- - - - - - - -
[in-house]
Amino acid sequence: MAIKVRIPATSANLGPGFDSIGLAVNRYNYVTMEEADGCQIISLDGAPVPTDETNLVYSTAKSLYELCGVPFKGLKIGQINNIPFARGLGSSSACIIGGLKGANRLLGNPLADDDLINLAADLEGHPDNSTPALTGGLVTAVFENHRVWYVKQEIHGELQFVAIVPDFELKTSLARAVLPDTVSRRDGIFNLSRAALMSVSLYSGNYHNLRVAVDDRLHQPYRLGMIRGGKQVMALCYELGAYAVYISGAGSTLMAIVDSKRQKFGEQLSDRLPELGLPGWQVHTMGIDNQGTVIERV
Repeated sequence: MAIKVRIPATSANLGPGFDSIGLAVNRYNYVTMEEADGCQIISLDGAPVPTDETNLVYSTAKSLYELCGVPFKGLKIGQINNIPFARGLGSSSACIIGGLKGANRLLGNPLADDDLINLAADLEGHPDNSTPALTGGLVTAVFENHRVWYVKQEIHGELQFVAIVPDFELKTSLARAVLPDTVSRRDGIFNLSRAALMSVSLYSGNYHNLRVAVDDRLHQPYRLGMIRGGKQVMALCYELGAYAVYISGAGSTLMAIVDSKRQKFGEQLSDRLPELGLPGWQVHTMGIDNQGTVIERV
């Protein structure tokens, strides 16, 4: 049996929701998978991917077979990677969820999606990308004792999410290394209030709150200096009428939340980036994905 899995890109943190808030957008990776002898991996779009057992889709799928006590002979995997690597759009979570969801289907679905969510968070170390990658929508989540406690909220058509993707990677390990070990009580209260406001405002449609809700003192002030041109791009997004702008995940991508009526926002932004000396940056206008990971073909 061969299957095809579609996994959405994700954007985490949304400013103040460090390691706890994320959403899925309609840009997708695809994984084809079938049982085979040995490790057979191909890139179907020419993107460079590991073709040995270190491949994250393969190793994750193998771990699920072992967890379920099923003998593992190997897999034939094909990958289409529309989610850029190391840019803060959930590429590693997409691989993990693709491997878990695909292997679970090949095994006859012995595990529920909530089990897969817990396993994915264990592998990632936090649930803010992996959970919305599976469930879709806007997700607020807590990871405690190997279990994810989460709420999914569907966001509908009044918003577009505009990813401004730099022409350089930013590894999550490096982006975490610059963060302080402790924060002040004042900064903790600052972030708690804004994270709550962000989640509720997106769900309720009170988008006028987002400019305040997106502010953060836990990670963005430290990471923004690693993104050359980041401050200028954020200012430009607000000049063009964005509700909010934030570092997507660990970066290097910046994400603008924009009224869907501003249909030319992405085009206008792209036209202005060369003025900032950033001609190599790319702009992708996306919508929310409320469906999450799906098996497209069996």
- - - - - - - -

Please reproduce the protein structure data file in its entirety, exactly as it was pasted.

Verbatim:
[in-house]
Amino acid sequence: MAIKVRIPATSANLGPGFDSIGLAVNRYNYVTMEEADGCQIISLDGAPVPTDETNLVYSTAKSLYELCGVPFKGLKIGQINNIPFARGLGSSSACIIGGLKGANRLLGNPLADDDLINLAADLEGHPDNSTPALTGGLVTAVFENHRVWYVKQEIHGELQFVAIVPDFELKTSLARAVLPDTVSRRDGIFNLSRAALMSVSLYSGNYHNLRVAVDDRLHQPYRLGMIRGGKQVMALCYELGAYAVYISGAGSTLMAIVDSKRQKFGEQLSDRLPELGLPGWQVHTMGIDNQGTVIERV
Repeated sequence: MAIKVRIPATSANLGPGFDSIGLAVNRYNYVTMEEADGCQIISLDGAPVPTDETNLVYSTAKSLYELCGVPFKGLKIGQINNIPFARGLGSSSACIIGGLKGANRLLGNPLADDDLINLAADLEGHPDNSTPALTGGLVTAVFENHRVWYVKQEIHGELQFVAIVPDFELKTSLARAVLPDTVSRRDGIFNLSRAALMSVSLYSGNYHNLRVAVDDRLHQPYRLGMIRGGKQVMALCYELGAYAVYISGAGSTLMAIVDSKRQKFGEQLSDRLPELGLPGWQVHTMGIDNQGTVIERV
């Protein structure tokens, strides 16, 4: 049996929701998978991917077979990677969820999606990308004792999410290394209030709150200096009428939340980036994905 899995890109943190808030957008990776002898991996779009057992889709799928006590002979995997690597759009979570969801289907679905969510968070170390990658929508989540406690909220058509993707990677390990070990009580209260406001405002449609809700003192002030041109791009997004702008995940991508009526926002932004000396940056206008990971073909 061969299957095809579609996994959405994700954007985490949304400013103040460090390691706890994320959403899925309609840009997708695809994984084809079938049982085979040995490790057979191909890139179907020419993107460079590991073709040995270190491949994250393969190793994750193998771990699920072992967890379920099923003998593992190997897999034939094909990958289409529309989610850029190391840019803060959930590429590693997409691989993990693709491997878990695909292997679970090949095994006859012995595990529920909530089990897969817990396993994915264990592998990632936090649930803010992996959970919305599976469930879709806007997700607020807590990871405690190997279990994810989460709420999914569907966001509908009044918003577009505009990813401004730099022409350089930013590894999550490096982006975490610059963060302080402790924060002040004042900064903790600052972030708690804004994270709550962000989640509720997106769900309720009170988008006028987002400019305040997106502010953060836990990670963005430290990471923004690693993104050359980041401050200028954020200012430009607000000049063009964005509700909010934030570092997507660990970066290097910046994400603008924009009224869907501003249909030319992405085009206008792209036209202005060369003025900032950033001609190599790319702009992708996306919508929310409320469906999450799906098996497209069996």